So this is part of the back dated posts from when the boys came to visit. It was quite a week, I managed to visit two new countries out of Hong Kong – each on a day trip. This is actually what moving here was all about for me, visiting new places and having new experiences – not just to be Joe’s lap lady, ew, that sounds a bit wrong but lap dog is just as bad… Okay, housewife!
This was our first visit to China proper, for everyone on the group visa that day. The day didn’t start too well when we almost left the house without the visa. I’m holding my hands up, that was totally me. I am a pretty organised person, especially in work but out of work day to day plans and decision making seem to put me into panic overdrive, like what I should make for dinner (evidence to suggest I wasn’t born to be a housewife?).
Anyway, we took the train there – which only takes a couple of hours. It’s so strange after taking a train going through full airport immigration and passport checks. I nearly landed myself into further trouble once we got there, because I wasn’t behind the yellow line at check in – slight oversight on my part thinking that if we were all traveling on a group visa they’d want to see us all together. I sure got ticked off for that but I made it in nonetheless.
The weather was pretty terrible once again so we decided to firstly stop off at The Museum of the Mausoleum of the Nanyue King. The museum was quite big and as we were a bit pushed for time we whizzed past the supporting exhibits and headed the main event – the tomb itself. It was quite a strange once actually, I’ve never ventured into an old tomb like that before, it dates around 500BC, and I was very surprised that visitors were allowed to walk in, normally with ancient structures it is cornered off, like the Parthenon. The ceilings were really low and there were a lot of people around which made me feel pretty claustrophobic. The Second Nanyue King, Zhao Mo, was buried with a number of human and animal sacrifices, and alongside his concubines. Some of which the remains, well burnt-out and unidentifiable ashes, were visible in glass cabinets. – a tad undignified I must say. I can’t even begin to imagine knowing that the remains of my ashes, mixed in with that of sheep, would be on display at a museum 2000 years down the line… I must say though that Zhao Mo’s jade burial suit, made up of almost 3,000 patches of jade, was pretty impressive. Well sir, upon my death I would just love to be bound with jade. As if I could afford that! But seriously it was thought to preserve the body hence the popularity. All in all, a good museum to visit, especially for less than a quid – bargain.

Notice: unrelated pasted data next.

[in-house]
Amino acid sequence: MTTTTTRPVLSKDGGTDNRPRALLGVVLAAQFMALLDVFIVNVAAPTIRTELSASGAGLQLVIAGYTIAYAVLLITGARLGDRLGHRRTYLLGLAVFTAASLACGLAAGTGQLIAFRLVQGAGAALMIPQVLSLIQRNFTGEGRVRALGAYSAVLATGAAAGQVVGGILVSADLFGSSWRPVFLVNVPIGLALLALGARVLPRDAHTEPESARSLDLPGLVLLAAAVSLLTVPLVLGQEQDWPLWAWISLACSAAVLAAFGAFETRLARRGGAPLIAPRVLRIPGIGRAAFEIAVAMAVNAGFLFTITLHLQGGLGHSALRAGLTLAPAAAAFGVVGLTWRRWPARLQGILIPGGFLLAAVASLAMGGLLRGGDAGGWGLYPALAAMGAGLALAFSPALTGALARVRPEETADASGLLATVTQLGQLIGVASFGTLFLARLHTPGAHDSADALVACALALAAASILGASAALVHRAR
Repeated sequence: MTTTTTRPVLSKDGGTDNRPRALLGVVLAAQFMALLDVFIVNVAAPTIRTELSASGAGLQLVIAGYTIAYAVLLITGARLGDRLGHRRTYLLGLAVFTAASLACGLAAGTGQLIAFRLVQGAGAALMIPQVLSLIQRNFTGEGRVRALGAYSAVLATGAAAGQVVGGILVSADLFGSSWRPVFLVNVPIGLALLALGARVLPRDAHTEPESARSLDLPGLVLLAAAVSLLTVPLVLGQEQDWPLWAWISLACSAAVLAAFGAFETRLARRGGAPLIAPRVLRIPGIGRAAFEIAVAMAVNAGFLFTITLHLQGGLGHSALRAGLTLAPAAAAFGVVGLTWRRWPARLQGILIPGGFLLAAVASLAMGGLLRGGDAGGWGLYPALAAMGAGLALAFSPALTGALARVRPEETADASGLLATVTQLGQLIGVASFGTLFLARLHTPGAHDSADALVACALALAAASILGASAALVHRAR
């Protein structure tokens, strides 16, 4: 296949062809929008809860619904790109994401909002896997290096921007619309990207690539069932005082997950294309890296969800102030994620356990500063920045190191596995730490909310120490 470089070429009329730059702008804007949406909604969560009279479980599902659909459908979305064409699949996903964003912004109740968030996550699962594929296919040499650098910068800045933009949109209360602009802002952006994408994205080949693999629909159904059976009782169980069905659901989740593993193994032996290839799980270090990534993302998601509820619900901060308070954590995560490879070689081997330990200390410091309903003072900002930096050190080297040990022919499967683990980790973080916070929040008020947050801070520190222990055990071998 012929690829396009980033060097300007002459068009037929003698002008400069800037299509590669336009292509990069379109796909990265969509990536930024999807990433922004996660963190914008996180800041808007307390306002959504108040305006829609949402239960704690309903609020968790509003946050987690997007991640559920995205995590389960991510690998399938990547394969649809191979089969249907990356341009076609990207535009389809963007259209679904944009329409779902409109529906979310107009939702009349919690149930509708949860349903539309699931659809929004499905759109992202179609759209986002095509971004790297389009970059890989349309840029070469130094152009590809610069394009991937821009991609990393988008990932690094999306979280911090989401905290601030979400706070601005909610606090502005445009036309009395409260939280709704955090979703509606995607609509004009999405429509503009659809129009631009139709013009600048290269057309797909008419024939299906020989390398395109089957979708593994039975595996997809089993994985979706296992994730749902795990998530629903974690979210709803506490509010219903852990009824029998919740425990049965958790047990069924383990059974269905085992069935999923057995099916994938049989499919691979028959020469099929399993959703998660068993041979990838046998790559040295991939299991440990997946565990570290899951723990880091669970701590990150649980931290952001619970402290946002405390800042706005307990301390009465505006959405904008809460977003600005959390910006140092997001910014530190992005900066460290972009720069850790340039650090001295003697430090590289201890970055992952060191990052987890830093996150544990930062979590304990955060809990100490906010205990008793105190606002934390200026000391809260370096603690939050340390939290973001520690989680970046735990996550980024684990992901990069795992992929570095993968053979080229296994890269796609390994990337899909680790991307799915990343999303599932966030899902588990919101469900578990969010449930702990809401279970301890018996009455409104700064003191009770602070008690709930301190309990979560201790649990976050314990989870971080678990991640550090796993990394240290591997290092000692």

On our way to our next destination we managed to catch the end of a gig in a local shopping mall. It is a band I haven’t heard of but they are meant to be pretty massive on the K-pop scene – Lovely Pretty Girl. And the crowd were loving it too, so we stopped for a brief bop before heading onwards.
Next up we decided to check out Shamien Island, an area conceded to England and France in the nineteenth century by Qing. To be honest, I didn’t even really know where we were going; I just followed the boys’ lead because they said they wanted to visit. So I really wasn’t expecting to walk into an area that was a typical of a colonial settlement, grand classical buildings on tree lined boulevards – a total contrast to anything you expect of Chinese culture. The area was full of very nice sculptures too, but again they felt very British – I’ve included a classical comedy pic below…
We also discovered possibly the nicest, most classy Starbucks I have ever seen in my life. If they were all like that perhaps I wouldn’t be so sniffy about having my coffee there. It was a real spectacle to see, and it felt quite odd because it all seemed so quiet and peaceful in comparison to the crazy Chinese streets that sat on the other side of the river. Apparently the island was used as a base for the colonialists to import their opium to sell onto the locals. That is, until we got out mitts onto Hong Kong… Nice one Britain, invaders and exploiters of the world.
We did visit the most amazing vegetarian restaurant on the edge of the island, called Shangshizhai. Every dish was veggie and organic, despite having meat dishes on the menu (it was all substitute for the prawns, beef etc). I’d say that most f the dishes were Thai in style, and seriously tasty. I’d go back there just for that and my Starbucks…
But seriously I would like to return and have a bit more of a Chinese experience – yet again I felt that I’d taken the ‘diet’ Asia route. Hoping to plan a weekend to Beijing soon. I’d say the thing we did that was most synonymous with Chinese culture was stop for some street food and a bao!
*Some photo credits to Mister Carl Jones – his are so much better than mine you’ll just know.